Are you addicted to caffeine? Do you wake up and think about coffee, and can’t be productive without that fourth cup? Surprisingly, what you may think of as a coffee addiction is not actually addiction. However, there are still negative consequences to your excessive consumption, just not in the ways you might think. Your dependence on more and more coffee is due to an increased tolerance. Meaning, after a while, you have to drink more caffeine to feel the same magnitude of effects you did as the first time you consumed it. Your increased coffee tolerance leads to excessive wanting and craving of caffeine, otherwise known as incentive sensitization. This increases your susceptibility and sensitization to cocaine and other highly addictive drugs.
Today, there are many cues and triggers for caffeine. People can’t walk past a Starbucks without craving a coffee, or can’t eat breakfast without a freshly brewed cup. This incentive sensitization leads to changes in the reward pathway in the brain. This reward pathway is shared with many other highly addictive drugs. So, there is cross-sensitization because these caffeine-induced changes affect your body’s reaction to cocaine. A person who experiences this pathway change and does cocaine (even if it is their first time) will experience increased locomotor effects to the drug. They will also have increased wanting for more drug because they feel the effects to a higher degree.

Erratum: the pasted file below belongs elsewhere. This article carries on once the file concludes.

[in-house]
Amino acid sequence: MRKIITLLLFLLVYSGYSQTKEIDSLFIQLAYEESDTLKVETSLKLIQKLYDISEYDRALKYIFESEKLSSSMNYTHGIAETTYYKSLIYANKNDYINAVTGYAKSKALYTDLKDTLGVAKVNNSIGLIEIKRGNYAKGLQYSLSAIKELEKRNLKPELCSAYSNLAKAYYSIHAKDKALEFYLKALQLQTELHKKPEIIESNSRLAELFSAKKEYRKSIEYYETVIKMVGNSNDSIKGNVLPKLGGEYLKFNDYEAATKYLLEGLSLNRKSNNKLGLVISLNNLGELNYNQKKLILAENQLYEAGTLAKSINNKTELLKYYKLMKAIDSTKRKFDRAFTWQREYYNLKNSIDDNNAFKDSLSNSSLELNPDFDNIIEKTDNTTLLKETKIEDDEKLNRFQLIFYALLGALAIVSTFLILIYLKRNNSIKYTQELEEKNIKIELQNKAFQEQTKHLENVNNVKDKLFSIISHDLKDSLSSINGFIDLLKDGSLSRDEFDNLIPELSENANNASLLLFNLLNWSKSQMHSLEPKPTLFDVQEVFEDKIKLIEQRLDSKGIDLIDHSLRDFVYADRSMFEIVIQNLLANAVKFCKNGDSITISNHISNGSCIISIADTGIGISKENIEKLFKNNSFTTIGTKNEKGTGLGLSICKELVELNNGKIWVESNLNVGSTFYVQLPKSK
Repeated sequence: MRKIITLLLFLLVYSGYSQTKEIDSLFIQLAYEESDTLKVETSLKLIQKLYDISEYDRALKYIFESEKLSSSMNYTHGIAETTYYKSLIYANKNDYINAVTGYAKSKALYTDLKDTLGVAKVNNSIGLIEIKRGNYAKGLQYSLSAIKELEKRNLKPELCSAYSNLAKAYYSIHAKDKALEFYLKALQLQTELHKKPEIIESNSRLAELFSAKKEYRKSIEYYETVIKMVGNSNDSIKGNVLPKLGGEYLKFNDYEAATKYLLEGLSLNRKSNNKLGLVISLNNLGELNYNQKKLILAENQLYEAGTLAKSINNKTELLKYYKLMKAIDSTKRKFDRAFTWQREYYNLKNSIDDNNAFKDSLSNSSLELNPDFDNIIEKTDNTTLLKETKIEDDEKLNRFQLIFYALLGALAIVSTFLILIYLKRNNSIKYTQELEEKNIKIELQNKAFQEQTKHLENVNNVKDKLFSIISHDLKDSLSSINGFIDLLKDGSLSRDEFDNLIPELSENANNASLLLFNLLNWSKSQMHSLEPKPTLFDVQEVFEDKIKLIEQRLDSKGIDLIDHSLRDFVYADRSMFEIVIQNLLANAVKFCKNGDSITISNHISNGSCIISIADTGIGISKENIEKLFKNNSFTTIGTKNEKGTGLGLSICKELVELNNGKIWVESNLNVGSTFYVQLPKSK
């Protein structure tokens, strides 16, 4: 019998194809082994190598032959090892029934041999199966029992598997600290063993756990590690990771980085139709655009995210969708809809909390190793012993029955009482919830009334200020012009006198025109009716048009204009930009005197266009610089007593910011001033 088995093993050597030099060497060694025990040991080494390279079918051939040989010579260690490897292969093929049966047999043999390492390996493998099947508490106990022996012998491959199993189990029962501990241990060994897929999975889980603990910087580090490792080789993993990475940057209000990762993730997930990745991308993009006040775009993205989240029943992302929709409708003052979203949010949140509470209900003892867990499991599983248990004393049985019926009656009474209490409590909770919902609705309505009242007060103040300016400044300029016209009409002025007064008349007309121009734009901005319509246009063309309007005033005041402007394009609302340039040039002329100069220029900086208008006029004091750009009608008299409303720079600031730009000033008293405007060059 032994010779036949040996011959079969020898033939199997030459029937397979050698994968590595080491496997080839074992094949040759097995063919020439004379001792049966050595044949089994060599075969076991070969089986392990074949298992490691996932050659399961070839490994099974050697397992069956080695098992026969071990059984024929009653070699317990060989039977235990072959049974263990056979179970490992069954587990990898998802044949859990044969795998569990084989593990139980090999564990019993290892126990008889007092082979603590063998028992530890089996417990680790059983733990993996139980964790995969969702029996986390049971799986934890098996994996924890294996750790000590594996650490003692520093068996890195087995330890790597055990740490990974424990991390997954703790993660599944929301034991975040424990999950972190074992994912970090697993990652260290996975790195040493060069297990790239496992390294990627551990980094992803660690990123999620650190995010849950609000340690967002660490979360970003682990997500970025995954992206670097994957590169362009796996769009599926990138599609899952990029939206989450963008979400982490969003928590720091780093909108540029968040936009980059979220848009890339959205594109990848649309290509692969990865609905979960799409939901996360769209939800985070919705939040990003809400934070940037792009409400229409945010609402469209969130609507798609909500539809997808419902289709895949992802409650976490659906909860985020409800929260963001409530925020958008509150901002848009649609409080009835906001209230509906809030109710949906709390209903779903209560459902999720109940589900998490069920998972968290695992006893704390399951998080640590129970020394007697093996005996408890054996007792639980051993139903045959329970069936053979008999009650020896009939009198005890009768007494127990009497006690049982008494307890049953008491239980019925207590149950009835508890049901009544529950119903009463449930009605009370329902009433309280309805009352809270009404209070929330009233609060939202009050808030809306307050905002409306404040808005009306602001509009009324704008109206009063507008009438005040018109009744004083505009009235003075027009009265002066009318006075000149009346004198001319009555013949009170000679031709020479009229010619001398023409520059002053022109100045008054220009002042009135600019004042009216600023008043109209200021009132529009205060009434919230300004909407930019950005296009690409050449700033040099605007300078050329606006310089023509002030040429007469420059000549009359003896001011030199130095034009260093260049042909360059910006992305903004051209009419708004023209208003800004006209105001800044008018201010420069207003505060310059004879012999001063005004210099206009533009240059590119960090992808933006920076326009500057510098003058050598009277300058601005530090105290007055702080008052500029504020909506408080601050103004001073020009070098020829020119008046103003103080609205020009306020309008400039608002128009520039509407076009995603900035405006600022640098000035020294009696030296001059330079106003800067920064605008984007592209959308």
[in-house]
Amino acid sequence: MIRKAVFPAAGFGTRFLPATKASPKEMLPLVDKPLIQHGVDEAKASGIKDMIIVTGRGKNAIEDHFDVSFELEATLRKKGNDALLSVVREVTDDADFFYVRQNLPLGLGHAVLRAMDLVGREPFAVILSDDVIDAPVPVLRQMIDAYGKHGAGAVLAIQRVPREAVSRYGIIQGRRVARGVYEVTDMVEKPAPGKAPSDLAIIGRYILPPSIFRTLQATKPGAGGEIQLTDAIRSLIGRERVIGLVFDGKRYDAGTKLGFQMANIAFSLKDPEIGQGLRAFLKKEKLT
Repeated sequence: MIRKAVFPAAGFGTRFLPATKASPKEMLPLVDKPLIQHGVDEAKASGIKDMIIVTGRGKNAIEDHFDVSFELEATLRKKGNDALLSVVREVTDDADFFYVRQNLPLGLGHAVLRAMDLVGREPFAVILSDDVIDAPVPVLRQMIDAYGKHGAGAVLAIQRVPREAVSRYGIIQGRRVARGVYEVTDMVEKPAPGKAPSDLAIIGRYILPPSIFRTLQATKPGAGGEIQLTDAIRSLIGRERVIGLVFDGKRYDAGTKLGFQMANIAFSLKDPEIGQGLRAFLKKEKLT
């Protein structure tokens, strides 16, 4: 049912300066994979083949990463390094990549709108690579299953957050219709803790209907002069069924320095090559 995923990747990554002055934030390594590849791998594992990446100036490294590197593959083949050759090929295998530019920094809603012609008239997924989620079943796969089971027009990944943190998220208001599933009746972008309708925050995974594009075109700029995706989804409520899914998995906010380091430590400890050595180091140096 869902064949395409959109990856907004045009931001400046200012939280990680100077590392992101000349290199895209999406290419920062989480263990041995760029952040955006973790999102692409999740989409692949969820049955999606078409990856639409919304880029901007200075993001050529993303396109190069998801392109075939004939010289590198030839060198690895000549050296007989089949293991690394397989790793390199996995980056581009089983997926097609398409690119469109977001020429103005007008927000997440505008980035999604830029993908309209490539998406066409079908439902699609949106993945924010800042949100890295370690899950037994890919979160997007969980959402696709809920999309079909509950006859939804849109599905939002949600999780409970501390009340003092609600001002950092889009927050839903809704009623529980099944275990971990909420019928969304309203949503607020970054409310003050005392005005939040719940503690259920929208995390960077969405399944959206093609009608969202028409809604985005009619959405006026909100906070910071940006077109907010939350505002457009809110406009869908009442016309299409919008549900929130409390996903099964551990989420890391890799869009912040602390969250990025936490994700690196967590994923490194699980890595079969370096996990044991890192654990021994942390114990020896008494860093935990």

To prove this, a study was done on rats to show how excessive caffeine can cause sensitization to cocaine. Rats who consumed caffeine during adolescence developed locomotor sensitization to cocaine later in life. This cross-sensitization from caffeine to cocaine occurs because the two reward pathways are shared. So, the changes in the pathway due to the excessive caffeine craving and consumption creates the locomotor sensitization to cocaine. That’s why someone who does cocaine for the first time still experiences these enhanced locomotor effects to the drug. This cross-sensitization is a risk factor for the development of an addiction to cocaine and other addictive drugs.
You may be wondering, why can you be addicted to cocaine and not coffee when both are craved and being taken repeatedly? Repeated and increased cocaine use can potentially lead to addiction because there is compulsive seeking and use of cocaine even though it has harmful physiological and psychological consequences. Caffeine does not have harmful effects on the body that cause repeated use, which is a requirement for addiction. Be careful, because even though your coffee dependence isn’t an addiction, you risk becoming highly susceptible to cocaine which can put you on the path towards drug addiction.